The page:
Inspiration & Reflection
By Lisa Lorden Myers on October 12, 2014
The thought of a high school reunion brings up ambivalent feelings for many people, especially those of us struggling with the idea of not being “who we thought we’d be.” But no matter where we are in our lives, reflecting on our stories authentically can be an opportunity bring together past and present, reuniting lost parts of ourselves.
By Lisa Lorden Myers on December 26, 2012
Many New Year’s resolutions center around the same general principles: working harder and accomplishing more. We often measure our worth in the currency of how much we do. Yet for people with chronic illness, the typical goals declared on January 1st of each year may be more unrealistic than ever.
By Lisa Lorden Myers on July 30, 2012
We live in a world that seems relentlessly unpredictable, sometimes tragically so. How does the sun keep shining as if nothing has happened? But juxtaposed with pain we can often find joy. Even in the face of tragedy, there are moments of beauty, unexpected acts of kindness, and expressions of love.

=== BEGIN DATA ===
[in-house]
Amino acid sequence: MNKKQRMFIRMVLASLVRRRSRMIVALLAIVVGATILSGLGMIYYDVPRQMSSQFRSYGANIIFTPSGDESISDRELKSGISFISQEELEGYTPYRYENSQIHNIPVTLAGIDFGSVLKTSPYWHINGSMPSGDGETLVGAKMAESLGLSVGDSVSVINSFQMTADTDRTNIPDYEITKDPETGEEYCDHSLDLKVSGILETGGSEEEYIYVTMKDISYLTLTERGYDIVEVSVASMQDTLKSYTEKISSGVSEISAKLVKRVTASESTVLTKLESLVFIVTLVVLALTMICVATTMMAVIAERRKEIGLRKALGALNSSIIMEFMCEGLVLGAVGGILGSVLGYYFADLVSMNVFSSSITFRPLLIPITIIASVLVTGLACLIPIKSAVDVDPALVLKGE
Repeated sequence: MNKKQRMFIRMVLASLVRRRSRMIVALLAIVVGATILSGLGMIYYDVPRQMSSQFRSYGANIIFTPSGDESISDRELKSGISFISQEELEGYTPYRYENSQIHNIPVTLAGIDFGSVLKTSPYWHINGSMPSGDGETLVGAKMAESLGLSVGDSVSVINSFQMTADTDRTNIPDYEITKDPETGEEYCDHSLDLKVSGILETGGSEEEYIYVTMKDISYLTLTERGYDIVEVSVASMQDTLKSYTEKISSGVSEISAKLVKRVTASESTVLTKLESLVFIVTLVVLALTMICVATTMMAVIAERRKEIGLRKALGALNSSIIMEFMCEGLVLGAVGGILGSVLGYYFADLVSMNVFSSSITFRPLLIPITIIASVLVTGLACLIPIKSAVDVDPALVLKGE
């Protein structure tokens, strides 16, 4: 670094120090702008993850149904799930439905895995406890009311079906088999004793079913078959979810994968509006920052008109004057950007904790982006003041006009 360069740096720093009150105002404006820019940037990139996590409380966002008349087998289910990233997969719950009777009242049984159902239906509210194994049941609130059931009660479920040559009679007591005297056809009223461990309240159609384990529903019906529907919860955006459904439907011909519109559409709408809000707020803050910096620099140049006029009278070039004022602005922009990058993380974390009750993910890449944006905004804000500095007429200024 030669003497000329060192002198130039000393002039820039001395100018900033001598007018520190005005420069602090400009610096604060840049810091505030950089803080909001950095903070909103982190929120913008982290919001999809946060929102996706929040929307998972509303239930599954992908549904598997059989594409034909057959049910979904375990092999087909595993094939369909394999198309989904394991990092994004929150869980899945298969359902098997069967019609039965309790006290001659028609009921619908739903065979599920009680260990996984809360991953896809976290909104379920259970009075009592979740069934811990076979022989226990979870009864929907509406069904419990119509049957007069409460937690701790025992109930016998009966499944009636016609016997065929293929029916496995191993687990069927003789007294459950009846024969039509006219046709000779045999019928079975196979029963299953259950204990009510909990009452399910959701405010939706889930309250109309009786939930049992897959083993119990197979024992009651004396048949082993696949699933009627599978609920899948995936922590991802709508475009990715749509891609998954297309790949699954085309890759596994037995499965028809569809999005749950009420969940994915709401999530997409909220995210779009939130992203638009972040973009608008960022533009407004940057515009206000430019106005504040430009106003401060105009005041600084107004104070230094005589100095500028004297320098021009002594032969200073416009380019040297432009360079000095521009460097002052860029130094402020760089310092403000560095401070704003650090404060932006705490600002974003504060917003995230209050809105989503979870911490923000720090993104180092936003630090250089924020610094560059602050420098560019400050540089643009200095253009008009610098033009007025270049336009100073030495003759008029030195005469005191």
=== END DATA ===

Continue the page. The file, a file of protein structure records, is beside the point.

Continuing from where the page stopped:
By Lisa Lorden Myers on June 4, 2012
When life feels overwhelming, the desire to avoid new things can usurp our curiosity, our confidence, and our courage. Small steps can help us overcome the inertia that makes us either move too fast and expect too much, or avoid taking a step at all. As we practice small steps, over time we may look up and realize we’ve arrived somewhere we always wanted to go.
By Lisa Lorden Myers on May 9, 2012
I recently attended a “Catalyst Café” in Los Angeles that affected me in a deep way and on a variety of levels. Somewhere along the line I had become resigned to a belief that treatment for CFS/FM won’t really change in my lifetime. But what if things could change? Suddenly, where there had been doubt and discouragement, I felt hope, recognizing that we are not alone.
By Lisa Lorden Myers on April 19, 2012
A beautiful poem by John O’Donohue spoke to me in a very personal and powerful way, as I step out in my own “new beginning.” As much as I’ve wished my life story had an arc I could understand–a beginning, a middle, and an end–I have come to realize (again and again!) that life doesn’t work that way. I’ve learned that the greatest strength we can bring to any adversity that befalls us is the willingness to begin again…